Madam CJ Walker 101: The Inspiring Story of Haircare Empress
Zatrun Published at February 25, 2023

Madam CJ Walker, born Sarah Breedlove on December 23, 1867, was a pioneering entrepreneur who became known as the first black female millionaire in America. She made her fortune by creating homemade hair care products for black women.

As a talented businesswoman, Walker initially sold her products directly to black women. However, she soon began to employ “beauty culturists” to sell her wares, creating an empire in the process. Walker used her wealth to provide scholarships for women at Tuskegee Institute and donated to NAACP, Black YMCA, and other charitable organizations. In this article on, you can find out everything you need to know about Madam CJ Walker.

Who is Madam CJ Walker?

Sarah Breedlove was born on a cotton plantation near Delta, Louisiana. Her parents, Owen and Minerva, were once enslaved but were later freed. Sarah was their fifth child, but the first to be born free.

In 1874, when Sarah was just seven years old, her parents died in quick succession for unknown reasons. Sarah and her older sister, Louvinia, were sent to live with their brother-in-law. In 1877, the trio moved to Vicksburg, Mississippi, where Sarah worked as a cotton picker.

At the age of 14, Sarah married Moses McWilliams to escape the oppressive work environment and the mistreatment of her brother-in-law. On June 6, 1885, Sarah gave birth to a daughter, A’Lelia.

Two years later, Moses died. Sarah and A’Lelia moved to St. Louis, where Sarah earned $1.50 a day washing clothes, enough to send her daughter to public schools. She also attended school at night and met her second husband, Charles J. Walker, who later helped her introduce her hair care business.

How Did Madam CJ Walker Begin Her Career?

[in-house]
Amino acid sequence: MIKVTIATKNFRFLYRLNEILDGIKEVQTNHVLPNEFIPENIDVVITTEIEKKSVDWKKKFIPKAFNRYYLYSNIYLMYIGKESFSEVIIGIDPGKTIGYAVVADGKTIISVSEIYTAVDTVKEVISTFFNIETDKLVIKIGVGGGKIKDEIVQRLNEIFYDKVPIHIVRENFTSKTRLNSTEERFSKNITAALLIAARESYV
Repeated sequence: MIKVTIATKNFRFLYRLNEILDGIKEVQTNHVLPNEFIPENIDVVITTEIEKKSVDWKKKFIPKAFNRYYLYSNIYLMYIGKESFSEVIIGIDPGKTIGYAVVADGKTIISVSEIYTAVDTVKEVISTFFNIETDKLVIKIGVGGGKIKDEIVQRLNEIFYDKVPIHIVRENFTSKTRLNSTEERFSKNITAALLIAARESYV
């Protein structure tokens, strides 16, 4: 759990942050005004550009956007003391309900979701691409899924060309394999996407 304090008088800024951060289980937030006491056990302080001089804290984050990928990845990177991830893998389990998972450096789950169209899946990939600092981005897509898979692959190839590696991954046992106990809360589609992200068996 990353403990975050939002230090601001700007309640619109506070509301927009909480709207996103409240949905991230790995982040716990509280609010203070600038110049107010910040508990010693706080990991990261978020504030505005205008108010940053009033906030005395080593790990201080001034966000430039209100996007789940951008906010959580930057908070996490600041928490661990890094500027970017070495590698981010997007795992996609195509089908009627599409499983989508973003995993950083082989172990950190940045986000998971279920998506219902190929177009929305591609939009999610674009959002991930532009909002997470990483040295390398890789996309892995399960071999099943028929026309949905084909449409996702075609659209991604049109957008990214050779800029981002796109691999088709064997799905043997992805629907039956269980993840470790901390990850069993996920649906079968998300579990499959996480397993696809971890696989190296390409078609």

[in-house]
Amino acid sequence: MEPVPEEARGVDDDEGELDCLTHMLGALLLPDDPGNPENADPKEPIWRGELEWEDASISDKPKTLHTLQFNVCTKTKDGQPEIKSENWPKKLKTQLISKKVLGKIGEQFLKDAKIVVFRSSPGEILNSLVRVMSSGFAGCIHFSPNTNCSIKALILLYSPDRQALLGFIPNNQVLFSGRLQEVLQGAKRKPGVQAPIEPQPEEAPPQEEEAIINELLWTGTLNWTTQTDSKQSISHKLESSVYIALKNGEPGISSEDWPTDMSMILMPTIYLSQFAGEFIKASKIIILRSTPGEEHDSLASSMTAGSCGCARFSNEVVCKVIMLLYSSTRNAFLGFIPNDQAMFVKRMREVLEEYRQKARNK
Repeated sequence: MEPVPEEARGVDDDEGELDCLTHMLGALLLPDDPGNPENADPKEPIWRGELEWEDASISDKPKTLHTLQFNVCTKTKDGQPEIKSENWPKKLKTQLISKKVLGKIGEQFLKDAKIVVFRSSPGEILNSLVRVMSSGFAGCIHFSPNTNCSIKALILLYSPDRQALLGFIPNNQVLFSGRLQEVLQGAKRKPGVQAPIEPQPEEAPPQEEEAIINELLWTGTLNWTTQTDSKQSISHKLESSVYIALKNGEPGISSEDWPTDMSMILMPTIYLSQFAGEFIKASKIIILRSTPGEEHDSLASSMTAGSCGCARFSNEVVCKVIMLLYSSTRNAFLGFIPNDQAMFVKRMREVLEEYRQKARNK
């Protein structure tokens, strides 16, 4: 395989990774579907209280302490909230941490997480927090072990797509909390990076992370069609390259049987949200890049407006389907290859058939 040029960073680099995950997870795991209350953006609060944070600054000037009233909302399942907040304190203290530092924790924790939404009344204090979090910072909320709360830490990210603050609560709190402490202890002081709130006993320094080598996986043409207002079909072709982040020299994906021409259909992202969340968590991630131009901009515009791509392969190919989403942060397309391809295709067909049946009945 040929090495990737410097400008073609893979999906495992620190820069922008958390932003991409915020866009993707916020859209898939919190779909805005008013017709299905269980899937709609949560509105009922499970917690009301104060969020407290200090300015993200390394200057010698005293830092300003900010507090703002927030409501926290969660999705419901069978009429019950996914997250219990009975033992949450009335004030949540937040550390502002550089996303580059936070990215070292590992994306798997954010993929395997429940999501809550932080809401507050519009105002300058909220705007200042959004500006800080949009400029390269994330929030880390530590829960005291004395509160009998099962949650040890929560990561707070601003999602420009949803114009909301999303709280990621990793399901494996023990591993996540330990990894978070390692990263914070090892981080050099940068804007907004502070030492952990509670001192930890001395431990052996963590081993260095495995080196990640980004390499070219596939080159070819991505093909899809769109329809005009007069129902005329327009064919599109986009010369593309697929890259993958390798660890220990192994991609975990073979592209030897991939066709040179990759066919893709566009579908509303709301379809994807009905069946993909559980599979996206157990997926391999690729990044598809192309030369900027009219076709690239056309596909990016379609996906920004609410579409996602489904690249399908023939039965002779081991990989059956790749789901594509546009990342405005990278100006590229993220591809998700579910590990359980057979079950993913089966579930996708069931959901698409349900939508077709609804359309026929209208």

In the 1890s, Sarah suffered from a scalp ailment that caused her to lose most of her hair. She tried home remedies and store-bought hair care products to treat the condition.

Initially, Sarah learned hair care from her barber brothers in St. Louis. In 1905, successful hair care entrepreneur Annie Turnbo Malone hired her and moved her to Denver, Colorado. Malone did not realize that Sarah, who later became Madam CJ Walker, would become her biggest competitor. However, while working for Malone, Sarah learned new techniques that she used to develop her own product line.

One day, a dispute arose between Sarah and Malone because Malone accused Sarah of stealing her century-old formula of mixing sulphur and petroleum jelly. From that day on, the two parted ways.

In conclusion, Madam CJ Walker’s legacy is one of determination and success, as she transformed her passion for hair care into a thriving business that made her one of America’s wealthiest black women in the early 20th century.

Madam CJ Walker Company

Sarah married Charles Walker in 1906, and from then on, she was known as Madam CJ Walker. Charles helped her create advertisements for a hair care treatment for African Americans. Sarah also taught other black women how to style and care for their hair by selling her products door to door.

In 1908, the Walkers moved to Pittsburgh, Pennsylvania, where they opened a beauty salon and established Lelia College to train “hair culturists.” As an advocate for black women’s economic independence, Sarah also launched the “Walker System” education program to train a network of national licensed sales agents who earned healthy commissions.

Divorce, Harlem, and Death

Sarah’s daughter, A’Lelia, joined the team in 1910. When Walker established a new base in Indianapolis, A’Lelia managed daily operations in Pittsburgh. However, in 1913, Sarah and Charles divorced. Sarah travelled to Latin America and the Caribbean to promote her business and hired others to teach her hair care methods. That same year, A’Lelia convinced her mother to open an office and beauty salon in the rapidly growing Harlem neighbourhood of New York City. This later became the centre of African American culture.

In 1916, after returning from her travels, Walker moved to a new townhouse in Harlem. She quickly became absorbed in the social and political culture of the Harlem Renaissance and helped organizations like the NAACP and National Conference on Lynching to improve the lives of African Americans.

Madam CJ Walker passed away on May 25, 1919, at the age of 51, due to kidney failure and hypertension. At the time of her death, she was believed to have a fortune between half a million and one million dollars. She was the richest African American woman in the United States at the time of her passing. After her death, her daughter A’Lelia became the president of the Madam CJ Walker Company.

Follow the developments in the crypto world. What would you like us to inform you about?